Post by Pamela Grombacher
Salt is everywhere - in our foods, on our roads, in thousands of the chemicals and consumer products we use every day. Despite this, salt is not something we notice very often. When not maligned as unhealthy, salt is typically overlooked. It is so pervasive in our daily lives that it is essentially invisible, something we take for granted without much thought. In this sense, salt is unremarkable.
But its everyday-ness makes salt the perfect case study for the Rethinking MATTER project as we continue to explore the “material turn” in contemporary visual art. Simply put, the material turn represents a shift in focus from the conceptual to the physical, from words to things. This discourse (which spans a range of disciplines) often positions materials as enmeshed in sociopolitical histories and power structures. The ways in which we use objects can uphold (or disrupt) the status quo and reinforce (or trouble) our positions within that status quo. In this way, materials create us as much as we create them. But despite their power and consequence, everyday materials are easy to overlook. By exhibiting artists who either work with unusual materials or use traditional materials in unorthodox ways, we hope to not only explore the formal and aesthetic potential of such artistic experimentation, but to also bring the sociopolitical contexts in which matter operates into sharper focus.
There is a growing number of artists who have taken up salt as their medium of choice. In our research for this exhibition, we spoke with Sigalit Landau (IL), who submerges everyday objects into the Dead Sea to encrust them in salt, and Ruth E. Lyons (IE), who carves sculptures from the rock of salt mines that trace the ancient Zechstein Sea from Ireland to Russia.
We discovered Motoi Yamamoto’s (JP) sprawling labyrinths and Hannah Quinlivan’s (AU) otherworldly installations. Considered together, these works hint at salt’s complexity as a material that is steeped in history, linked with place, and loaded with meaning.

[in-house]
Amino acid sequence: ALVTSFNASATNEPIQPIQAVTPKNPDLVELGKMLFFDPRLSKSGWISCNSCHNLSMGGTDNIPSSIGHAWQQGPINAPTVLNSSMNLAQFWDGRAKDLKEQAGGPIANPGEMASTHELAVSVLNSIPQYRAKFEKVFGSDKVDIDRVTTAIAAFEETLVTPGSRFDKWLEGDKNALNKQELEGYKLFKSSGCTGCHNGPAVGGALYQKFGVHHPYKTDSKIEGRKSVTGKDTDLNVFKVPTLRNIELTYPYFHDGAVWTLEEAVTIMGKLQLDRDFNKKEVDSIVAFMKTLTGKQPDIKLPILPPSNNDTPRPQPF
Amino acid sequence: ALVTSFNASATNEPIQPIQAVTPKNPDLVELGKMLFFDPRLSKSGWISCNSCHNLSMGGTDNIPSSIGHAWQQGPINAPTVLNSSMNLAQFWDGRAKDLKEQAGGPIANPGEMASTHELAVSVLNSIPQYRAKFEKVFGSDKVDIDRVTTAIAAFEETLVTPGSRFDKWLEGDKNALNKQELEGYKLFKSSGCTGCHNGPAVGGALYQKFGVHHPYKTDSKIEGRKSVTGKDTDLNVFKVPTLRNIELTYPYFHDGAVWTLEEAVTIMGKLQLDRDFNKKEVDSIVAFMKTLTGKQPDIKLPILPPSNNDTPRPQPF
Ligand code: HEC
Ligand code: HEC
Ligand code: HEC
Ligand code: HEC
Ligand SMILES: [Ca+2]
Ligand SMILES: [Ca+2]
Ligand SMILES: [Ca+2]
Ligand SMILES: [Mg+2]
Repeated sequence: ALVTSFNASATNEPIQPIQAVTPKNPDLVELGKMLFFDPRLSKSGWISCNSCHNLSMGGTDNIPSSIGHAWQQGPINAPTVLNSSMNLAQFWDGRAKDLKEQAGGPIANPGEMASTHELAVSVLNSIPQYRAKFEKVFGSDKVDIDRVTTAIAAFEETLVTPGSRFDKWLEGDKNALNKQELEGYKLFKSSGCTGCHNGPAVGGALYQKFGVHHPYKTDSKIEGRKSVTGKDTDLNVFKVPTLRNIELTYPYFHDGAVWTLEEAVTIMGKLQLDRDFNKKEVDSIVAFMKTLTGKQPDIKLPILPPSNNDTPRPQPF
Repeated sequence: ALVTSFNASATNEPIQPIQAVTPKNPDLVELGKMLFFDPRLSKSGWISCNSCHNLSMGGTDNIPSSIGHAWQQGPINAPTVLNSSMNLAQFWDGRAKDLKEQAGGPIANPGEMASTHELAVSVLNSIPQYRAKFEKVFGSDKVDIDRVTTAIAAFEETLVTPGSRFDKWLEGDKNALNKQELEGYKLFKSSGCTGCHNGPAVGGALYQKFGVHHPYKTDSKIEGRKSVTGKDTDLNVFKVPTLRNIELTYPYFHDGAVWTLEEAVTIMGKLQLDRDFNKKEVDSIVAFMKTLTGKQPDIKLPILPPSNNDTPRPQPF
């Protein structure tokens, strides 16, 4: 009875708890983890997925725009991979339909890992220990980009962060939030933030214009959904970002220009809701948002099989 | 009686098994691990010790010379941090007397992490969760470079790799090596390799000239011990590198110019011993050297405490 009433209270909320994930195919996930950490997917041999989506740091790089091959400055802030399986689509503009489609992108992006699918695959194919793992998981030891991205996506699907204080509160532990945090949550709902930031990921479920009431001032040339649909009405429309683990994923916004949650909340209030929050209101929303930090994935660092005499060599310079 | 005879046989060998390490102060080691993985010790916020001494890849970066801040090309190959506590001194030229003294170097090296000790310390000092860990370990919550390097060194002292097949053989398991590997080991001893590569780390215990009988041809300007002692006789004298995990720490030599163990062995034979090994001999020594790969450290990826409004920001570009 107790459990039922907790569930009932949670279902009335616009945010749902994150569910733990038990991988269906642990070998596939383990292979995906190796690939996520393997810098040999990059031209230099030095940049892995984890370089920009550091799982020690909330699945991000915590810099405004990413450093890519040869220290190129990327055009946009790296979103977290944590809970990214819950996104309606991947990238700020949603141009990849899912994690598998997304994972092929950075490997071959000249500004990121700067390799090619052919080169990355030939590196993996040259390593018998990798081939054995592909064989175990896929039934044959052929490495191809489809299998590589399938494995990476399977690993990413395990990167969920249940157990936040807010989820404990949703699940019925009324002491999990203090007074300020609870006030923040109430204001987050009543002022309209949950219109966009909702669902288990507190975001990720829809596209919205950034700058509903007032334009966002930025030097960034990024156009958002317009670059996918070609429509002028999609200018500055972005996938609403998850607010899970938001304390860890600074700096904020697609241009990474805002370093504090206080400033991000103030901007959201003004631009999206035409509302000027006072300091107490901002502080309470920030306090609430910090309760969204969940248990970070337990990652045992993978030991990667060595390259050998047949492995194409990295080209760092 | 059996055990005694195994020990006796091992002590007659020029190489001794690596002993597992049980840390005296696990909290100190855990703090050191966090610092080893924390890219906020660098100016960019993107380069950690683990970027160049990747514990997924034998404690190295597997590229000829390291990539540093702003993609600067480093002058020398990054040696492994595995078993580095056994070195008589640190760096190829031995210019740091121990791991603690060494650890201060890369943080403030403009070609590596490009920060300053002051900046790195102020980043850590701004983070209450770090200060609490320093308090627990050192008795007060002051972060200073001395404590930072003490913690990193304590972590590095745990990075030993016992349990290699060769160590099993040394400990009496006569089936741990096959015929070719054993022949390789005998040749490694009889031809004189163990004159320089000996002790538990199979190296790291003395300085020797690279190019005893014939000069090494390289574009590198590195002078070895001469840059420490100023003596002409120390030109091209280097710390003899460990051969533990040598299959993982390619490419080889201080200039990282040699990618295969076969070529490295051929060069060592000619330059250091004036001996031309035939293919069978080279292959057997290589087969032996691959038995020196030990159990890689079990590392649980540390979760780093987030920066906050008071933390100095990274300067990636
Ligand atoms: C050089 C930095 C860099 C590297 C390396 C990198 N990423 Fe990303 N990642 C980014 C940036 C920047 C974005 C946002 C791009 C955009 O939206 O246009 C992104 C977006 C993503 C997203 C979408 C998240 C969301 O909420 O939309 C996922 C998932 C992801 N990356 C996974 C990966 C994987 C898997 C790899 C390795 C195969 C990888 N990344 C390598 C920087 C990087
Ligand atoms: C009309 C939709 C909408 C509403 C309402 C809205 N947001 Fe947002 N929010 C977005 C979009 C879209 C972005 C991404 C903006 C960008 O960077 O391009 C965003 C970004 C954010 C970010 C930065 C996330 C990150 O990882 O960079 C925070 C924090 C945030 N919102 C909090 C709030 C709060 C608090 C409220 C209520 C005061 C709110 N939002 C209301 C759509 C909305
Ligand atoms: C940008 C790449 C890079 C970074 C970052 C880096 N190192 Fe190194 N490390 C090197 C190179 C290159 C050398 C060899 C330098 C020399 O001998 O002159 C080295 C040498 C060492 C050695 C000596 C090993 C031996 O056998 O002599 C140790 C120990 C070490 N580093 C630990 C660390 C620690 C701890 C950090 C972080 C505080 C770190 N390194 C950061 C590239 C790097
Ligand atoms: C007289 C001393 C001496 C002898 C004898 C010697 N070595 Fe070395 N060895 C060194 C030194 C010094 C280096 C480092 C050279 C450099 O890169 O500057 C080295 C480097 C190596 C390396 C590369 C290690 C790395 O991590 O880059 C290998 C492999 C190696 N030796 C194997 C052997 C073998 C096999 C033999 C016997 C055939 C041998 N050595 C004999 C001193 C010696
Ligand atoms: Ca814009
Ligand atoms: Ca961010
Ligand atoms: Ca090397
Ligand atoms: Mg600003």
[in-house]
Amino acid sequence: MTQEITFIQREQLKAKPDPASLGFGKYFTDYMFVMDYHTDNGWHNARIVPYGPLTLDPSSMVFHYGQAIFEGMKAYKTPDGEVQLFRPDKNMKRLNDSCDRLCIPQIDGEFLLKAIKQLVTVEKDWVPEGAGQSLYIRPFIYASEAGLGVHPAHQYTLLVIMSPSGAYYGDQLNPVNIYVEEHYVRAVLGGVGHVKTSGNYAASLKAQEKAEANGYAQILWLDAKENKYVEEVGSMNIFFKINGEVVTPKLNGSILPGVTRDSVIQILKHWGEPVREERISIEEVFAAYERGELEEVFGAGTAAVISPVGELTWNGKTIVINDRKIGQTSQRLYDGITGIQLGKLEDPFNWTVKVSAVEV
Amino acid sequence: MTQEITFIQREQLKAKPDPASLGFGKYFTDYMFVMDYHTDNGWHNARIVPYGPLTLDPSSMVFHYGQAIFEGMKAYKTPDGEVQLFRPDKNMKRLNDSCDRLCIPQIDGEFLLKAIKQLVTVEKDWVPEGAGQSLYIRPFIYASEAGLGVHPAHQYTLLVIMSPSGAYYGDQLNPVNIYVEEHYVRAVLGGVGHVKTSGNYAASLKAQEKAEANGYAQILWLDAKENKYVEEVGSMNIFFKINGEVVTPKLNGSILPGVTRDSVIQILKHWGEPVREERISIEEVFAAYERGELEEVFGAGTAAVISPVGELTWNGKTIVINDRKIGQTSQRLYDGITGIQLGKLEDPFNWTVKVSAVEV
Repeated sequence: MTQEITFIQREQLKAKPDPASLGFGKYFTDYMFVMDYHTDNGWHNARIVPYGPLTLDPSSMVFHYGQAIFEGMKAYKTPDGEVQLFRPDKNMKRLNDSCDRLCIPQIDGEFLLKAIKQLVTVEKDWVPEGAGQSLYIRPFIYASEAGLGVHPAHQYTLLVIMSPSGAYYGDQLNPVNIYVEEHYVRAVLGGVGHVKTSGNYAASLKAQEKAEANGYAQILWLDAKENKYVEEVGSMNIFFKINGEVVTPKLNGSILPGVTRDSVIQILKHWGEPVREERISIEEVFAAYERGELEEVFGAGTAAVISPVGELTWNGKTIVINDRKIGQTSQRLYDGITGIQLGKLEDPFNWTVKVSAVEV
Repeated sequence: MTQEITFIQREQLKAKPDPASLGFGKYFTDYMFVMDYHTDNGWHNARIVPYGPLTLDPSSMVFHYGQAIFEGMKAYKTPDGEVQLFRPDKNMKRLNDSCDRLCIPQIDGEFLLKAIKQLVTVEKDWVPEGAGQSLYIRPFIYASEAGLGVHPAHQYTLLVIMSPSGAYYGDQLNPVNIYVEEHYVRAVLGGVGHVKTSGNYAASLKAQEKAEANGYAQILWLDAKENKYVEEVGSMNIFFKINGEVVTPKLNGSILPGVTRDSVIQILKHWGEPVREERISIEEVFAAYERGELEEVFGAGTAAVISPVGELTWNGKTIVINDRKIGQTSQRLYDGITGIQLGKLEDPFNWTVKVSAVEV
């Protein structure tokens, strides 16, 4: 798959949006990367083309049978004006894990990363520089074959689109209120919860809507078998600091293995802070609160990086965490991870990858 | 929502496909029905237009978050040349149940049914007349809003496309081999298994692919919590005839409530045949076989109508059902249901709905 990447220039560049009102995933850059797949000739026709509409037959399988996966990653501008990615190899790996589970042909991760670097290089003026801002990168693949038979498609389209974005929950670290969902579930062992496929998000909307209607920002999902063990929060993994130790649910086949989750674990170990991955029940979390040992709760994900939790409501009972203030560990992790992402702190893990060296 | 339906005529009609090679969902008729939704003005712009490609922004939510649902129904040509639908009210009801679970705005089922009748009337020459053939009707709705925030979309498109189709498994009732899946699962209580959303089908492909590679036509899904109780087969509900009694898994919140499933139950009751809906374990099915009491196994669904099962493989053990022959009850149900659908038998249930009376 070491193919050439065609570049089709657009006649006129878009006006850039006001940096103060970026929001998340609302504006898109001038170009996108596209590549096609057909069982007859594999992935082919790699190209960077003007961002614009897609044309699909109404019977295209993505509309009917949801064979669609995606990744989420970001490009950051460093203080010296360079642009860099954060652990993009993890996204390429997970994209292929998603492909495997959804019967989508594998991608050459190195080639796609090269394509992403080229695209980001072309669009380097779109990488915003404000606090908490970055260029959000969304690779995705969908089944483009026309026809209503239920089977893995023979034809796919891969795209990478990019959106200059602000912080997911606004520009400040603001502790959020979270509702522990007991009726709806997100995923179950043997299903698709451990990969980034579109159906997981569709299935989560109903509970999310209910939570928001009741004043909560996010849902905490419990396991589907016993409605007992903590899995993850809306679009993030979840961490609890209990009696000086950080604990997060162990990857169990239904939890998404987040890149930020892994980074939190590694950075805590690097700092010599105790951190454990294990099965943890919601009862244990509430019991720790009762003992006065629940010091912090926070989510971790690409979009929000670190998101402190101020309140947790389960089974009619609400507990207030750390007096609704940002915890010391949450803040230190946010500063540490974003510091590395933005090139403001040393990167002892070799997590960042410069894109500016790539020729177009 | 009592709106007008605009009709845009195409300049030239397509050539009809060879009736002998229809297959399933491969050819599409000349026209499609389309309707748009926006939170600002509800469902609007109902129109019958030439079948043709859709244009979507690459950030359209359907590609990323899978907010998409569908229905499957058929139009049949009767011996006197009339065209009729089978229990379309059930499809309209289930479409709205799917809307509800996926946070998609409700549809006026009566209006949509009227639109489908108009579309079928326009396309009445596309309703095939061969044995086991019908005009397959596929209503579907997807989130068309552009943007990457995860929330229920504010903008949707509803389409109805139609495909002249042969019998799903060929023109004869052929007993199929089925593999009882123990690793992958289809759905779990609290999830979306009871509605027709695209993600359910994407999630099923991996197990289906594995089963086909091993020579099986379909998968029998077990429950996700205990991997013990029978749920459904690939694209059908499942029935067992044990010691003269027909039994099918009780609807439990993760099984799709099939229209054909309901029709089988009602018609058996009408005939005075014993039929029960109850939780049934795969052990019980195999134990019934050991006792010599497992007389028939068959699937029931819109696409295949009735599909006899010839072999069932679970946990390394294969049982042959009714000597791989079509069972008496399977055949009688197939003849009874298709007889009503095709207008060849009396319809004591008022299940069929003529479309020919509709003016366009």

Mark Kurlansky illustrates this complexity in his book, Salt: A World History. Tracing salt’s shifting and diverse roles across cultures over the past 5,000 years, he makes a compelling case that salt has, in many ways, defined civilization. It’s former status as the dominant means of food preservation (and the resulting global trade and related taxation), for example, positioned salt as a force that has driven economies, shaped landscapes, catalyzed wars and inspired political uprisings such as the French Revolution and the Indian War of Independence. Salt was powerful.
Salt’s rich history became clear to us as we planned this exhibition. But we were originally inspired by the work of two artists who use salt in ways that reveal its aesthetic potential. For Rethinking MATTER | Salt, we invited these artists - Nika Blasser (US) and Nat Bloch Gregersen (DK) - to create new salt-based works specifically for PLADS artspace.
Nika Blasser uses hyper-saline water to create what she calls “salt-scapes.” Salt water leaves behind a granular residue as it dries, which allows the artist to build fields of salt crystals on the work surface, layer by layer.
Blasser traveled to Aarhus for a three-week production residency in advance of the exhibition’s opening on January 5, 2018. While here, she experimented with new techniques and materials to adapt to Aarhus’ humid climate, which creates different conditions for the salt’s crystallization than her native Oregon. Perhaps influenced by the darkness of Nordic winter, Blasser created a series of 21 works on paper whose murky tones suggest geological forms.
Nat Bloch Gregersen’s Iris is the latest in a series of installations featuring sculptural mounds of rock salt that trace the artist’s movements as she dropped the salt onto the gallery floor. Bloch Gregersen highlights the rough, gritty texture of this specific salt, which is typically used to de-ice winter roads, with coloured pigment, and mirrors this colour play with tinted window foil and rubber sculptures that filter the natural light and situate her sculptures within the specific architecture of the exhibition space.
By shining a spotlight on salt, we hope to have revealed it as remarkable - beautiful, responsive to artistic experimentation, and evocative of something bigger than itself.